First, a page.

Canning Tomatoes

My parents have always had a garden, have always grown tomatoes, and have always canned tomatoes. Most of the canned tomatoes end up being used in my dad’s somewhat famous salsa. The rest are used in stew, vegetable soup, chili, tomato soup, etc. Our garden has always been behind my parents house, but the crop hasn’t had a great yield for the last few years. We all knew that the ground had all of the nutrients sucked up by past crops. Since my grandma bought a house in Republic with a nice big backyard, my parents moved the garden up to her house. This year, they planted somewhere between 50 and 65 tomato plants. Crazy, right? They are now picking and canning tomatoes almost every other night. As of last weekend, they had over 80 jars and plenty more to go. I helped them can the weekend I was home.

Tomato Pile

Pile of Tomatoes

Those are just the “ripe” ones my mom picked that morning. You can see the dune buggy in the background. It’s pretty cool.

Bucket of Tomatoes

We canned an entire bucket and a cake pan full that afternoon. It gets very messy so we lay towels down on the floor.

Boiling Tomatoes

You start by boiling the whole tomatoes in hot water until the skin breaks. This makes it easier for the skin to be peeled off.

Skinning Tomatoes

Peeling Tomatoes

Then we dump them in cold water and start peeling the skin off and cutting out any nasty parts. My mom did this part while I boiled. I remember doing the skinning as a kid and my arms would itch because of all of the acid in the tomatoes.

Cooking Tomatoes

Once the pots are filled with the peeled tomatoes, they get to cook for awhile. Honestly, I have no idea how long we cooked them. My parents “just know” because they’ve done it for so long. It’s probably just long enough for them to cook down a bit. We had three pots just from the bucket and pan of tomatoes.

Cooked Tomatoes

That might give you an idea of how much it cooked down.


Canning Jars

Once the tomatoes are cooked down, you’ll need canning jars, flats, and rings. My parents buy the flats and some rings every year, but only a few jars. We keep all of the jars that we use throughout the year. My sister and I save them, too. We also save the rings. The flats, unfortunately, are only good after one use.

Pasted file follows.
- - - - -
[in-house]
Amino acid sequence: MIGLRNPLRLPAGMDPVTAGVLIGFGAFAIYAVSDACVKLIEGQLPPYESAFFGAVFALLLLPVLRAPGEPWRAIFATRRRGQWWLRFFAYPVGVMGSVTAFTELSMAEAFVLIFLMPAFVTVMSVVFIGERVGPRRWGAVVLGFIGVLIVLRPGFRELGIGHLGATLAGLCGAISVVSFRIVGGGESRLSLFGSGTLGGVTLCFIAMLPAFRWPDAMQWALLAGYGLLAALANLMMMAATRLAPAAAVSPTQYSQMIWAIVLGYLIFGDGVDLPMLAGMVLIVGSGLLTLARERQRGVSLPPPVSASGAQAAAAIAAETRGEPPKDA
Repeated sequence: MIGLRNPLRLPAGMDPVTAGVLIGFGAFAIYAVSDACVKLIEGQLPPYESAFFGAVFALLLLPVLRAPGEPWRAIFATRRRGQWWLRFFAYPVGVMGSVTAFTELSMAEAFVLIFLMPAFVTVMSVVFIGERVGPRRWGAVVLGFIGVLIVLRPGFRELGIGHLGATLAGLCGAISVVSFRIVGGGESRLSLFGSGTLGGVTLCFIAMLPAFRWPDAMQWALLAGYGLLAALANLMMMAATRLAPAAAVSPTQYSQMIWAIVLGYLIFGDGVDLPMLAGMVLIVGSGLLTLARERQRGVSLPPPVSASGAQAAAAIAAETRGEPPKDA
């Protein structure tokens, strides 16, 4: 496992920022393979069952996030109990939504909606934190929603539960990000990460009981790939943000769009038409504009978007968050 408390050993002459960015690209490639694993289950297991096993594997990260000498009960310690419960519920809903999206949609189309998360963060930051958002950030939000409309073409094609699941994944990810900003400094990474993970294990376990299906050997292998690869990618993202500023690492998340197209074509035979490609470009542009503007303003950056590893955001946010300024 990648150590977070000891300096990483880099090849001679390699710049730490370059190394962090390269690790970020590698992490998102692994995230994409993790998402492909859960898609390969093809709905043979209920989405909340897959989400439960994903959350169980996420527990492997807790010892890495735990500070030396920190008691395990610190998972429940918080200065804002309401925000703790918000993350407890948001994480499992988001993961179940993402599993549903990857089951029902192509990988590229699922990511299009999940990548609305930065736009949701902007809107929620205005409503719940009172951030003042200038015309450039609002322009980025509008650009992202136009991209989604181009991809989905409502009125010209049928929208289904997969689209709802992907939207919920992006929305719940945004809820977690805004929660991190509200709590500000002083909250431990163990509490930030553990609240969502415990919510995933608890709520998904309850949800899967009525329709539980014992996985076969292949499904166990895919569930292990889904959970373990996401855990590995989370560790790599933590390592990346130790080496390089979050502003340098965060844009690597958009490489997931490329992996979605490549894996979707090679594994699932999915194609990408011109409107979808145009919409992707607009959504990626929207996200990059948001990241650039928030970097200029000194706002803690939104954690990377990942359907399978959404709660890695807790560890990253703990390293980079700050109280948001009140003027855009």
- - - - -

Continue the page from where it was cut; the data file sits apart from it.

Heating FlatsHeating Jars

My parents have this down to a science and have a fabulous assembly line. Here are the steps:

1. Mom hands a hot jar to Dad and adds another jar to the water to start heating up.

2. Dad fills the jar with tomatoes using a very specific funnel with a wide bottom that fits perfectly in the jar and a spaghetti spoon.

3. He pokes a knife down into the tomatoes to get them to settle down into the jar. Then he adds juice using a measuring cup to top the jar off.

4. Dad wipes the top of the jar off and mom places a flat on top.

5. Dad screws the ring on the jar tight.

Canning TomatoesCanning Tomatoes

Like I said, they have it down to a science. We’ve also canned sweet corned and cherries, but not as often as tomatoes. Once the tomatoes are all canned, there’s quite a bit of juice left. We can that, too, because it’s really great for tomato soup. I don’t know how many jars of juice my parents have canned this year, but I’m sure it’s at least 30 by now on top of the 80 jars of tomatoes.

Canned Tomatoes

Canned Tomatoes

They mostly can quart jars, but they will can pints or pint and a half. That’s what we had at the end of our canning session. It’s really kind of awesome to hear the pops when the jars start to cool and seal. Then we always take a permanent marker and write the year on the top of the jars. I made stew yesterday using a jar from ’12 and a jar from ’09. I don’t think I have ever used tomatoes from a grocery store in a can. I always have some jars on hand. And nothing tastes better than homegrown tomatoes…except maybe homegrown sweet corn.


  1. Sharon B’s avatar

    Looks yummy!



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